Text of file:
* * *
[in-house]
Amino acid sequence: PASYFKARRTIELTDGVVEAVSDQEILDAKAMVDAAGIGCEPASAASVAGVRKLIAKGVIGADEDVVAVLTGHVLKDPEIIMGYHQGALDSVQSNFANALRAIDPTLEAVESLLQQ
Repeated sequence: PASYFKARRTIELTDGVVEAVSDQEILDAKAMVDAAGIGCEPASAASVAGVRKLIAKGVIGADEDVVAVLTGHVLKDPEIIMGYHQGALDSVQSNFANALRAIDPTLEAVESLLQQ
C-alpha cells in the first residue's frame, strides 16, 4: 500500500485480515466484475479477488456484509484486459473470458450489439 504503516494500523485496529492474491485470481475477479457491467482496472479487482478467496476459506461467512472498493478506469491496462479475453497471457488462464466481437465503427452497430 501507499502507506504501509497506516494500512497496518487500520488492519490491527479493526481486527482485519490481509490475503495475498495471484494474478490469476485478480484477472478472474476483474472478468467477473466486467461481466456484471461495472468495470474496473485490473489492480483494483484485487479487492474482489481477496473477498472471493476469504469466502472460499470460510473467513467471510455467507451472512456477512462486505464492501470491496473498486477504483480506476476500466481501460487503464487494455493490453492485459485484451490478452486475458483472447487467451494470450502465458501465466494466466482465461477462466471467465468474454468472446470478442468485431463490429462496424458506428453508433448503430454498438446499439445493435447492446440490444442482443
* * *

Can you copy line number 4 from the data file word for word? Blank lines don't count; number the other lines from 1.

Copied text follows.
C-alpha cells in the first residue's frame, strides 16, 4: 500500500485480515466484475479477488456484509484486459473470458450489439 504503516494500523485496529492474491485470481475477479457491467482496472479487482478467496476459506461467512472498493478506469491496462479475453497471457488462464466481437465503427452497430 501507499502507506504501509497506516494500512497496518487500520488492519490491527479493526481486527482485519490481509490475503495475498495471484494474478490469476485478480484477472478472474476483474472478468467477473466486467461481466456484471461495472468495470474496473485490473489492480483494483484485487479487492474482489481477496473477498472471493476469504469466502472460499470460510473467513467471510455467507451472512456477512462486505464492501470491496473498486477504483480506476476500466481501460487503464487494455493490453492485459485484451490478452486475458483472447487467451494470450502465458501465466494466466482465461477462466471467465468474454468472446470478442468485431463490429462496424458506428453508433448503430454498438446499439445493435447492446440490444442482443